Tucking the Tailbone in T’ai-Chi-Form Practice: Good or Bad?
by Robert Chuckrow, Ph.D.
My understanding is that the reason that Yoga and T’ai-Chi teachers tell students to tuck their tailbones is that many people have an excessive curvature of the lumbar spine. Students’ spinal posture is corrected by telling them to tuck their tailbones. That constitutes an erroneous idea, is at odds with anatomy, does not get to the root of the problem, adds an additional problem, and starts a “war” between the pelvis and spine.
In T’ai Chi, there is a saying, “han siong ba bei,” which means hollow the front and expand the back. The back referred to is not just the upper back but also the lower back, which for most people, is excessively curved inward.
The characters for han siong ba bei.
The pinyin pronunciation for han siong ba bei.
An excessive curvature of the lower back often originates from heels on shoes, which lift the backs of the legs, causing the body to tilt forward (see Figure below). To compensate, the top of the body must lean backward, thus accentuating the lumbar curve of the spine (“swayback”).
The effect of heels on shoes. Note how the pelvis is thrust forward, causing the curve of the lower back to be accentuated.
An excessive lumbar curve weakens the ability of the body to exert forward force. It also causes other problems. My book, Tai Chi Dynamics, has a section on han siong ba bei and how muscular extension plays a role. I also explain, by means of force diagrams, how an excessive lumbar curve makes the body weak, how using contraction makes the body weak, but how using muscular extension makes the body strong.
Unfortunately, han siong ba bei is commonly misinterpreted by T’ai-Chi practitioners and teachers to mean “tuck the tailbone forward,” which indirectly forces the lumbar curve to be reduced. However, reducing that curve by tucking, which pits one part of the body against another, goes against the T’ai Chi principles and is a harmful way of treating the body. There is a big difference between (a) achieving han siong ba bei by sending neural messages to extend the muscles that control the lumbar curve and (b) forcing the lumbar spine into place by means of contracting muscles that are in a different part of the body.
The most basic T’ai-Chi principle is that of the separation of yin and yang. The front of the body is yin, the back is yang. The yang elements that apply are active, expanded, and convex. The yin elements that apply are inactive, supportive, and concave. Tucking the tailbone requires contracting the front, which reverses yin and yang; that is, the front becomes active (yang), and the back becomes inactive (yin). Moreover, the T’ai-Chi principles teach us not to force anything and to have every joint in its most neutral alignment. For example, the T’ai-Chi Classics say, “In any action, the whole body must be made as light and free-moving as possible, so light that the addition of a feather will be felt for its weight, and so free-moving that a fly cannot alight on it without setting it in motion.” Fixating the tailbone, pelvis, and thigh joints in an off-centered alignment is, to me, antithetical to the basic principles of T’ai Chi.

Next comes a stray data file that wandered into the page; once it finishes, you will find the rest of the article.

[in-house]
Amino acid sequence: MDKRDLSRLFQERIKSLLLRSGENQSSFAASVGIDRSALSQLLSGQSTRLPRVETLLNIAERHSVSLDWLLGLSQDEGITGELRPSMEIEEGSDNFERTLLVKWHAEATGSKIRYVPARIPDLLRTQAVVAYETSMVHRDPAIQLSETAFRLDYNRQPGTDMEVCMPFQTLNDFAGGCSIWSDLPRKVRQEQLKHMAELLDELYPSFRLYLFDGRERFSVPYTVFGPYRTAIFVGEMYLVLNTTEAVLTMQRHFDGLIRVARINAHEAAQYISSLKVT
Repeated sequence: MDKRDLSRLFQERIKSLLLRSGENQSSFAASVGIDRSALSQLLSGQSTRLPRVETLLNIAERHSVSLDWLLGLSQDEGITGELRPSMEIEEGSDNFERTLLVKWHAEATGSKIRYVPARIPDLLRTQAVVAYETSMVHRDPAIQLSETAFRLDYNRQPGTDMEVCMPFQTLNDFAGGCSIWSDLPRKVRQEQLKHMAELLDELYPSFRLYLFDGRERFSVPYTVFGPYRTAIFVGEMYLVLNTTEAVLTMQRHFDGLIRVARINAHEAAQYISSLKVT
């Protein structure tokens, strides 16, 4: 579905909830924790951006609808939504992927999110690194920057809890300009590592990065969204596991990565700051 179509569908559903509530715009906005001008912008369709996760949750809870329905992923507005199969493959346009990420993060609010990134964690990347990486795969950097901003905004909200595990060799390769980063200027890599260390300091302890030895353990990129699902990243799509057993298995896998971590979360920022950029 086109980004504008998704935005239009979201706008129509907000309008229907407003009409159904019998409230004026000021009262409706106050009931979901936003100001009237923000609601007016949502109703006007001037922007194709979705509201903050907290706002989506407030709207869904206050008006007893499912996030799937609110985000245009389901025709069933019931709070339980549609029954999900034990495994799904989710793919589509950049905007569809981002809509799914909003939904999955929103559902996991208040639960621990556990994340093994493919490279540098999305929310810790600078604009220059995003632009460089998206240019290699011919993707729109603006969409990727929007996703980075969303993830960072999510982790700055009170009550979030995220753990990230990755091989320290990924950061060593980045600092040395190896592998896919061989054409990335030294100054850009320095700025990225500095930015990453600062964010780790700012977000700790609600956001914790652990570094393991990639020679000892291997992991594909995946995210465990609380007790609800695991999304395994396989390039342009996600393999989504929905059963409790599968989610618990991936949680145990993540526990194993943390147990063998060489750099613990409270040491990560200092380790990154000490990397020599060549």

The correct way to work on a person’s excessive curvature of the spine is through exercises that reveal to the person that he/she is using a lot of force to sustain the excessive curvature. Once that habitual force is released, the spine gradually assumes its natural shape. I have successfully worked with a number of students on this issue over the years (see article). The next stage is to learn to extend the muscles of the lower back (read about muscular extension). My experience is that most people are incapable of achieving han xiong ba bei without quite a bit of instruction and practice.
Whereas it is important to be able to attain a state of han xiong ba bei when it is needed for exerting a large forward force, doing the form in a such a continued state of extension has no purpose because you are not exerting a large force on another person. The natural lumbar curve is appropriate for standing and locomoting, as occurs in the movements of the T’ai-Chi form. Holding the body in a state of unnecessaty tension is a fixation, which is also against the T’ai-Chi principles. Instead, in doing the T’ai-Chi form, it is only necessary to allow the pelvis to float and the lumbar curve to release naturally. Of course, those practitioners who are unable to achieve han xiong ba bei without tucking will need to retrain their thinking and learn to attain natural, released shape of their lumbar spines.
Here is a link pertaining to tailbone-tucking in which “tucking” is done by pulling the pelvis forward rather than by extending the lower-back muscles! http://www.youtube.com/watch?v=H31_SUtj4o0.
©Copyright 2011 by Robert Chuckrow
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